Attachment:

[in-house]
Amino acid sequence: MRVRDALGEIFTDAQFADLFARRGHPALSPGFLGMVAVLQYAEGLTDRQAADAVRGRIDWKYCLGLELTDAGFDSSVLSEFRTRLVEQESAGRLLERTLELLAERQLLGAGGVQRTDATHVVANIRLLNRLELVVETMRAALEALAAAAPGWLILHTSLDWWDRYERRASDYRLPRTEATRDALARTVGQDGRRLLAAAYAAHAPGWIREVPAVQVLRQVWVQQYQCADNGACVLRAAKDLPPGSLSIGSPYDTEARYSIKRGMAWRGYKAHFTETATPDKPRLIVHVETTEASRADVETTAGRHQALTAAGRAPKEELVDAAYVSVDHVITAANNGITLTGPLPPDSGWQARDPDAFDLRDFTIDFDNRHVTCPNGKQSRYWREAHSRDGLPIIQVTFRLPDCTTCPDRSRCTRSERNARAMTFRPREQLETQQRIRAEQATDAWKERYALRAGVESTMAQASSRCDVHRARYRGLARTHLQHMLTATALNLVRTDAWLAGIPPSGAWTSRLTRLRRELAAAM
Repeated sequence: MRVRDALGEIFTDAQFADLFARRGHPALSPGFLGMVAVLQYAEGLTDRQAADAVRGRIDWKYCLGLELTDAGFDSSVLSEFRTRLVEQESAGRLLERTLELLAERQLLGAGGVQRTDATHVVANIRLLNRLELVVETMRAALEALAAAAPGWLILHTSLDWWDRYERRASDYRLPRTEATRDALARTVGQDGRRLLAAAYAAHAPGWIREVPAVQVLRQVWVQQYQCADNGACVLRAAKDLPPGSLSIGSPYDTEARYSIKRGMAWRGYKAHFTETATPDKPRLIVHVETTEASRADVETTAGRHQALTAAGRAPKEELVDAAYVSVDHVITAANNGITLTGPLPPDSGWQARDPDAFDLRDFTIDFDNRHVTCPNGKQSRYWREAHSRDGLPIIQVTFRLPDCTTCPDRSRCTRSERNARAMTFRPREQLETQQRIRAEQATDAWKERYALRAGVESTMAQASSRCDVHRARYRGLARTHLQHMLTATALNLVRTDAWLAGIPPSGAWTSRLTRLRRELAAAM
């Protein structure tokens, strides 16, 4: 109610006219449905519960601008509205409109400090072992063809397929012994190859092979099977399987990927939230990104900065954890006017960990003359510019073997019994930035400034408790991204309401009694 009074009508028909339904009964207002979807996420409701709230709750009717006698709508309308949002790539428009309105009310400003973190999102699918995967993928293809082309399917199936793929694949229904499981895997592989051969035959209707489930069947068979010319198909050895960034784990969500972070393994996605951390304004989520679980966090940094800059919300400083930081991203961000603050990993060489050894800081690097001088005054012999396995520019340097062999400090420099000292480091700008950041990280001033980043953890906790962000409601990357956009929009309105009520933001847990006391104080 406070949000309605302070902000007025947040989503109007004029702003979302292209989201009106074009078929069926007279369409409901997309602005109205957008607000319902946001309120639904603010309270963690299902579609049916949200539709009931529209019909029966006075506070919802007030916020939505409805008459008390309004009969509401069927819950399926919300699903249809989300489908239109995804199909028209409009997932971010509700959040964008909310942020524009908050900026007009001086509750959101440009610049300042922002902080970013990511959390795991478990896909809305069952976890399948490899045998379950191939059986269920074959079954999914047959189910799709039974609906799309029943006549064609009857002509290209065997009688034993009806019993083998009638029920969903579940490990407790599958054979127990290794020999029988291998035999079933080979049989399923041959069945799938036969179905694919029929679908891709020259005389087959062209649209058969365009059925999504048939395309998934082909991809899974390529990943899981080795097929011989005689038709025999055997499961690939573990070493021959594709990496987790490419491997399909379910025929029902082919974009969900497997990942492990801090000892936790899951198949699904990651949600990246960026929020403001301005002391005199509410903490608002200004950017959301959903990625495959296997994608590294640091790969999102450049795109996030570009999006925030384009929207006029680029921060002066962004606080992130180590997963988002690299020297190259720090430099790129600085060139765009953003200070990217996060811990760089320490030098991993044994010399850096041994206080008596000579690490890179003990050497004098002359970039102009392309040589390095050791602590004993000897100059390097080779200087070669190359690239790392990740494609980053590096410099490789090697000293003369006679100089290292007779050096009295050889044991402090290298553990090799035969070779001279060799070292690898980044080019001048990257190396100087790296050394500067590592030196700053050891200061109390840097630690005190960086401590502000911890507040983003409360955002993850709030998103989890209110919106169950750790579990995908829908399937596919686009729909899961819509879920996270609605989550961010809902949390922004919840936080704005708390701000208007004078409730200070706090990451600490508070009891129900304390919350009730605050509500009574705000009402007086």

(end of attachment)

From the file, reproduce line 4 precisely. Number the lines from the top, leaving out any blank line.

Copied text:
């Protein structure tokens, strides 16, 4: 109610006219449905519960601008509205409109400090072992063809397929012994190859092979099977399987990927939230990104900065954890006017960990003359510019073997019994930035400034408790991204309401009694 009074009508028909339904009964207002979807996420409701709230709750009717006698709508309308949002790539428009309105009310400003973190999102699918995967993928293809082309399917199936793929694949229904499981895997592989051969035959209707489930069947068979010319198909050895960034784990969500972070393994996605951390304004989520679980966090940094800059919300400083930081991203961000603050990993060489050894800081690097001088005054012999396995520019340097062999400090420099000292480091700008950041990280001033980043953890906790962000409601990357956009929009309105009520933001847990006391104080 406070949000309605302070902000007025947040989503109007004029702003979302292209989201009106074009078929069926007279369409409901997309602005109205957008607000319902946001309120639904603010309270963690299902579609049916949200539709009931529209019909029966006075506070919802007030916020939505409805008459008390309004009969509401069927819950399926919300699903249809989300489908239109995804199909028209409009997932971010509700959040964008909310942020524009908050900026007009001086509750959101440009610049300042922002902080970013990511959390795991478990896909809305069952976890399948490899045998379950191939059986269920074959079954999914047959189910799709039974609906799309029943006549064609009857002509290209065997009688034993009806019993083998009638029920969903579940490990407790599958054979127990290794020999029988291998035999079933080979049989399923041959069945799938036969179905694919029929679908891709020259005389087959062209649209058969365009059925999504048939395309998934082909991809899974390529990943899981080795097929011989005689038709025999055997499961690939573990070493021959594709990496987790490419491997399909379910025929029902082919974009969900497997990942492990801090000892936790899951198949699904990651949600990246960026929020403001301005002391005199509410903490608002200004950017959301959903990625495959296997994608590294640091790969999102450049795109996030570009999006925030384009929207006029680029921060002066962004606080992130180590997963988002690299020297190259720090430099790129600085060139765009953003200070990217996060811990760089320490030098991993044994010399850096041994206080008596000579690490890179003990050497004098002359970039102009392309040589390095050791602590004993000897100059390097080779200087070669190359690239790392990740494609980053590096410099490789090697000293003369006679100089290292007779050096009295050889044991402090290298553990090799035969070779001279060799070292690898980044080019001048990257190396100087790296050394500067590592030196700053050891200061109390840097630690005190960086401590502000911890507040983003409360955002993850709030998103989890209110919106169950750790579990995908829908399937596919686009729909899961819509879920996270609605989550961010809902949390922004919840936080704005708390701000208007004078409730200070706090990451600490508070009891129900304390919350009730605050509500009574705000009402007086």